Yet, here I am on Monday, April 23 sitting in what some might call “a tin can” (it’s a fifth-wheel trailer) and it’s currently heading past 90 F, and I’m grinning. Why?
Ten Top Reasons I Am Happy
1. Our tin can is air-conditioned
2. I’m on holidays so I can read and type to my heart’s content.
3. It’s sunny and blue skies every day
4. We “eat out” every second or third day
5. Laur is marking exams and essays so that keeps him occupied
6. We have National Public Radio which is like CBC on an even tighter budget
7. We go to the pool almost every day – and I’m learning to swim (but still need my floaties.)
8. There are “nappy hours” and “happy hours” every day
9. We watch docudramas every night.
10. I love cacti and there is no lack of them in AZ
But I still wouldn’t want to be here from May to September. Right now, we can cope, because it’s usually cooler in the morning and in the evening, but pretty soon it will be hot-hot-hot 24/7 because the ground heats up, too.
I ask folks how they can stand it and they ask me how I can stand -20 Celsius. I tell them it’s easy – I can dress for it. But how do you dress or undress for 128 degrees F, which is the highest temperature ever,y recorded in AZ (June 29, 1004 – Lake Havasu City.)
Even now, we plan our entire day based on staying cool – walks in the early morning and evening. Swim at 4 p.m. – the hottest time of the day when our AC starts to lose its battle with the blistering sun. The shops and our car are all air-conditioned, so that’s a no-brainer. Cooking is a bit of a kicker since you can’t run the microwave and AC at the same time, and heaven knows you don’t want to cook anything on the stove. (Yes, we bought a barbecue, but have no idea how to put it together.)
How does Arizona support all this energy use?
Arizona’s Palo Verde nuclear power plant is the largest nuclear plant in the United States. But, fellow greenies, be not dismayed. Maricopa County in Arizona is about to play host to the second largest solar power plant, bested only by China.
“Solar power in Arizona has the potential,” according to past-Governor Janet Napolitano, “for making Arizona the Persian Gulf of solar energy.”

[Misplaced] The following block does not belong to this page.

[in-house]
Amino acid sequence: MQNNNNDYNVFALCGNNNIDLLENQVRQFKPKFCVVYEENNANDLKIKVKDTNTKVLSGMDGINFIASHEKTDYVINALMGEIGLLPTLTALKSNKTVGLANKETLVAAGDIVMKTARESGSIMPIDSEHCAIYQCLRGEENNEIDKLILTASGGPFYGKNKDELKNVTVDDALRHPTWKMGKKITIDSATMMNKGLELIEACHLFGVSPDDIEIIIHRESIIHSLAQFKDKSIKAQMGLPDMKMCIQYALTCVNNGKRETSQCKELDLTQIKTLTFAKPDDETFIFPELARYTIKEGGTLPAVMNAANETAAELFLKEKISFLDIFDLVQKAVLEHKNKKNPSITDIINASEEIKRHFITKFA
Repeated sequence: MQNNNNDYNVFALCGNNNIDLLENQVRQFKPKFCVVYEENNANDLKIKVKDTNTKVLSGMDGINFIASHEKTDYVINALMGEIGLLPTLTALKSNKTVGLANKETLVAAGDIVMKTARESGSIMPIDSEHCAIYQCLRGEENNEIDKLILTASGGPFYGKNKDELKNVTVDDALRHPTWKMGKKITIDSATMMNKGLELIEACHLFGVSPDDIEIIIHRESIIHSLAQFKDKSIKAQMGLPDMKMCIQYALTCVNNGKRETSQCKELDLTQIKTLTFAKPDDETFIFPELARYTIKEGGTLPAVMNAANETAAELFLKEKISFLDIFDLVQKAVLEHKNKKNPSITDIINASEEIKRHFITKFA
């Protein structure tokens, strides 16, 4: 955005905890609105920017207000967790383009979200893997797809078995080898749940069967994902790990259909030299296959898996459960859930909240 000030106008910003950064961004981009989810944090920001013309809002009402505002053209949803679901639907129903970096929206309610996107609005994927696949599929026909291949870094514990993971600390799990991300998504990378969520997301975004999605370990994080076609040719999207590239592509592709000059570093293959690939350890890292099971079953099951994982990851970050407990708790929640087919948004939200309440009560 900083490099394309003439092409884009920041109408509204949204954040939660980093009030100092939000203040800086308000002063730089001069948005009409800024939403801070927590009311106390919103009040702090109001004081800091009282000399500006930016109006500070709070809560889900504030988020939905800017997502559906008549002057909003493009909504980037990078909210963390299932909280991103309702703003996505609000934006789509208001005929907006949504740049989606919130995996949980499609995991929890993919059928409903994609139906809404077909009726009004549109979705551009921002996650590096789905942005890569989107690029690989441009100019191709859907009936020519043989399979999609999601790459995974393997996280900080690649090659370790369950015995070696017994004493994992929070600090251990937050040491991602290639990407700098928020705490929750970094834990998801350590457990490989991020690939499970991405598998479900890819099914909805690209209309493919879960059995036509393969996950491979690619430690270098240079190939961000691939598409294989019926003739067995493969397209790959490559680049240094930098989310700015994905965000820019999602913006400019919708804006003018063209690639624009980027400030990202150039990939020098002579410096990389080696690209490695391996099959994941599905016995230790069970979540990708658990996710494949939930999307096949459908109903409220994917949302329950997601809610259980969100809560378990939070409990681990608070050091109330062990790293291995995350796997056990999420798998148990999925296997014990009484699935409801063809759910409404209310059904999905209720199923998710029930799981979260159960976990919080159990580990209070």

What does Arizona’s most well-known sheriff, Joe Arpaio, think of this? I don’t think he much minds either way. The lads and lasses in his Tent City Maricopa County Jail don’t get air conditioning, even though the temperature inside these canvas barracks can reach 145 F. When the prisoners complain, he responds, "It's 120 degrees in Iraq and the soldiers are living in tents, have to wear full body armour, and they didn't commit any crimes, so shut your mouths.” (Yikes!)
But to Sheriff Joe’s credit, he does have a heart for homeless companion animals. His no-kill shelter, MASH, was created to house and care for animals that have been abused or neglected by their caretakers, and that have been rescued by the Animal Cruelty Investigative Unit.
The first shelter opened by Sheriff Arpaio is in the 30-year-old First Avenue Jail, which is said to be no longer suitable for housing inmates. Detention officer staff and sentenced female inmates care for the animals in AIR CONDITIONED, companion animal-centred housing.
An inmate was asked if she was resentful that the cats and dogs she was caring for get to have air-conditioning while she had to bake in a tent. She simply gestured to the dogs and said, "They didn't do anything wrong. I did."
Me, I’d be howling.
Jan Carrie Steven is a volunteer with Cat Adoption Trust Sudbury (CATS) and the co-ordinator of Small Things: Cats & Books. For more information, go to www.smallthings.ca.